DUAL CPU board vs 2 Single CPU boards: bang for buck?

Robert G. Brown rgb at phy.duke.edu
Thu Mar 7 20:27:12 PST 2002

On Thu, 7 Mar 2002, Jim Lux wrote:

> >Looking at the pictures in the cited website.. Since Beowulfs have often 
> >been built as commodity boxes on bakery rack shelving.. Why not take it a 
> >step further and just mount the stuff flat on a cookie sheet or eclair 
> >pan, high density racks for which are readily available.
> There is significant advantage in actually having a real chassis (mounting 
> holes, etc.), but, for the low budget approach, "gang drilling" a bunch of 
> cookie sheets seems a real possibility, and/or, the strategic use of double 
> stick foam tape, glue, or hook/loop fasteners(Velcro).
> Sure, if you glue the boards/diskdrives/etc down to the sheet it makes 
> servicing hard, but on the other hand, these things are almost cheap enough 
> that you could just throw it away if it breaks.. (I could make a good case 
> for gluing down the power supply... $15-20 power supply and $2 cookie sheet....

Don't forget to add the cost of your time...

Also, don't underestimate the value of the engineering in a rackmount
case.  Yes, they're big and heavy.  And they're strong, as they have to
be to go in a rack and cantilever-support their entire weight by screws
on the front face.  And they're easy to insert and remove for
maintenance.  And they cool their contents very predictably, with fans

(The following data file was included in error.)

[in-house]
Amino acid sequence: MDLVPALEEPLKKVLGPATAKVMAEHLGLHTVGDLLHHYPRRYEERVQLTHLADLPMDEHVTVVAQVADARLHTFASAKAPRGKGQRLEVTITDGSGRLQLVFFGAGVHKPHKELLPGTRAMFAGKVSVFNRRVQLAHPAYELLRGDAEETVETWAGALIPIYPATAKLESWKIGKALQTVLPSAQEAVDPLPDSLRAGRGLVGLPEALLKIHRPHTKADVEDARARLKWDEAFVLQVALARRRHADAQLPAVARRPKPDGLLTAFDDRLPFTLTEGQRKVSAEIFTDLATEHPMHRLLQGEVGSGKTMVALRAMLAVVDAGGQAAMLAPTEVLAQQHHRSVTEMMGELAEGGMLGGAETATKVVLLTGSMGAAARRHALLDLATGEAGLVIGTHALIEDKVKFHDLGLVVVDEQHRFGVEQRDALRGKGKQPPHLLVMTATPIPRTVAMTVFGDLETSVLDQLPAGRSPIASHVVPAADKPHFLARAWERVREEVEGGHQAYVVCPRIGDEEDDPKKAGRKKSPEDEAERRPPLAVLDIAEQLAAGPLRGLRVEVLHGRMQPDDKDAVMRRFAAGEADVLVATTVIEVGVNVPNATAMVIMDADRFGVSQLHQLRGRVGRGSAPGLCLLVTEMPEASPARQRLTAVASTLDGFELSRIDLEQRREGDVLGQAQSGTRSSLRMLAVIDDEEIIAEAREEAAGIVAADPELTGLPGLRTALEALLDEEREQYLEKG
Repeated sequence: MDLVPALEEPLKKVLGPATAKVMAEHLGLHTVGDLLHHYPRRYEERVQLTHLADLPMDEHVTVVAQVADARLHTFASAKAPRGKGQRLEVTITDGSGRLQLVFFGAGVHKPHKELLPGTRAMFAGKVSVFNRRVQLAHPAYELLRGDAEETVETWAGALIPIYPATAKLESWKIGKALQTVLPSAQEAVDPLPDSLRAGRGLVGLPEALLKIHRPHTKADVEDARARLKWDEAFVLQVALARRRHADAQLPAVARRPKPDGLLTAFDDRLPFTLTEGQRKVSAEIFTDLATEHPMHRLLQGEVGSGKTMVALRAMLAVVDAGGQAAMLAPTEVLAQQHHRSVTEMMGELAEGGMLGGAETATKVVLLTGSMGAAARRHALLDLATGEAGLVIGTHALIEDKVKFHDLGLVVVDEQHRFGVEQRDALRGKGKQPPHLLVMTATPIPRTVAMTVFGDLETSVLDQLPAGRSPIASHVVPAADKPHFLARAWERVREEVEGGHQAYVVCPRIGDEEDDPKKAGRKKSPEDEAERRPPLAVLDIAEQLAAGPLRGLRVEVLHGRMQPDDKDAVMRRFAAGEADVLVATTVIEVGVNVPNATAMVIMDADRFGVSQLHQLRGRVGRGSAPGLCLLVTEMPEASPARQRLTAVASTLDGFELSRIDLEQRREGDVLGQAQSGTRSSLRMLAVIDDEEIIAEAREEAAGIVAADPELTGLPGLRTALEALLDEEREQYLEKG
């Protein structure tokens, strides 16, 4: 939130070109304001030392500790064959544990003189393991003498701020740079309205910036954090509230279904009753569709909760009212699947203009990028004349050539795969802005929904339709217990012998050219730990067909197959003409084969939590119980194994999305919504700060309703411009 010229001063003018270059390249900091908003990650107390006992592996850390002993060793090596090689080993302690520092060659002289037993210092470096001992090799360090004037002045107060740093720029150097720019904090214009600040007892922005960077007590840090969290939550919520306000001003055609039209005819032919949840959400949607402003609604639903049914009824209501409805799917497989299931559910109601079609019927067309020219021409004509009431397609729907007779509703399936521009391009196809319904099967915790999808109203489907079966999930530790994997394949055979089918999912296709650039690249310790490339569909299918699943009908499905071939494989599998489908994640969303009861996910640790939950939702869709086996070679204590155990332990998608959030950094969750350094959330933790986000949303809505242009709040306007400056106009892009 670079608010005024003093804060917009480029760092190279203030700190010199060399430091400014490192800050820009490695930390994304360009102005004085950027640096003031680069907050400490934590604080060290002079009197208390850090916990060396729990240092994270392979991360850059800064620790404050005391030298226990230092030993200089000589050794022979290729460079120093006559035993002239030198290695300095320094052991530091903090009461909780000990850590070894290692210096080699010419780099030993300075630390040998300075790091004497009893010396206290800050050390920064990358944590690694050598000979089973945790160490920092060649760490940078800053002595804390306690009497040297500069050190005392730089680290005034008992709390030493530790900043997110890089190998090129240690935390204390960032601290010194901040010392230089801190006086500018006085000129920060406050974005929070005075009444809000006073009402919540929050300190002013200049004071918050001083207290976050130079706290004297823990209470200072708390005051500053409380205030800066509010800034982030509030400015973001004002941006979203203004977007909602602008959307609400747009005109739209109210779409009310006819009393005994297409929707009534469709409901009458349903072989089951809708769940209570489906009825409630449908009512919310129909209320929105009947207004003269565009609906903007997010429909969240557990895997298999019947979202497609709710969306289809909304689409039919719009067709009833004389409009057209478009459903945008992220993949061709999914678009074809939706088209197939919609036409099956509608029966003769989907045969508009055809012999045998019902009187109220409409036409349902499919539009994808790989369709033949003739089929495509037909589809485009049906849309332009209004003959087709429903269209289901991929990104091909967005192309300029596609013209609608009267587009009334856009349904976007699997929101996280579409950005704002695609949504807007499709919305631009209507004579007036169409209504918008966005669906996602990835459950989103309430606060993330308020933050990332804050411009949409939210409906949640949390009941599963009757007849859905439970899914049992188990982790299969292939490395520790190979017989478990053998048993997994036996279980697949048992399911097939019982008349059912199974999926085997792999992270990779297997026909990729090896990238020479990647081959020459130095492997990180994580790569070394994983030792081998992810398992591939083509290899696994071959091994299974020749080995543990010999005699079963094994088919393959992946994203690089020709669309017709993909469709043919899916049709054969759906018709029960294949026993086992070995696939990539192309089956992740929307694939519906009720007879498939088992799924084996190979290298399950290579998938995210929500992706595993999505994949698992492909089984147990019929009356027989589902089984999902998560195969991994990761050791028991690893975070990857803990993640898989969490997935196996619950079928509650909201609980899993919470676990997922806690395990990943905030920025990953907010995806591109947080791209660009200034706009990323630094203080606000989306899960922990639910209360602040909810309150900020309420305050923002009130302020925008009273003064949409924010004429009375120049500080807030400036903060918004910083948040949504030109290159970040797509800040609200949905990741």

and holes in (one hopes:-) the right places.  And they come with risers
that let you add 1-3 cards in less than the height of a PCI card.  And
they support the wiring and motherboard in a configuration reasonably
likely to NOT short out if you jar it a bit or bump the rack from the

Cookie sheets don't.  In fact, a "good" cookie sheet (one with good
structural properties) costs more than $2 too -- even in cookiemaking,
you get what you pay for.

But time, now that is a real cost and needs to be counted in a CBA.

My favorite time/cost estimate runs like this:

  "Hmm, one hour of My Time or a hundred dollars of Other People's

Goodness. Decisions, decisions...;-)

Of course, if it is YOUR money and opportunity cost time (as it is for a
home system or a hobby) then by all means, DIY.  As I said, I build my
own systems for my >>home<< beowulf.  Maybe I'll even try the cookie
sheet design one day...;-)

But for a "large" cluster?  Yerrch.  I'm an odd sort of person.  I mean,
I sort of like making cat 5 cables myself -- it is a soothing thing,
kind of like knitting.  Even so, the thought of assembling, powering up,
testing, debugging, fixing, shelf mounting 64 or so cookie sheet nodes
does NOT tremendously appeal.  Wires, fans, hot melt glue, SPACERS
(don't want to short out that motherboard) and when you are done the
whole thing will probably radiate like all hell out the sides and screw
up everything from mobile phones to FM radio in the near vicinity.

(Don't forget that "real" cases are FCC approved to trap emissions that
can interfere with all sorts of equipment -- I remember well my first
IBM PC (64K motherboard) back in '82.  When it was on I couldn't listen
to FM radio in a fairly wide band of frequencies in the same room, as
the early cases did NOT shield adequately.  Lots of electrons bouncing
along lots of paths.)


Robert G. Brown	                       http://www.phy.duke.edu/~rgb/
Duke University Dept. of Physics, Box 90305
Durham, N.C. 27708-0305
Phone: 1-919-660-2567  Fax: 919-660-2525     email:rgb at phy.duke.edu

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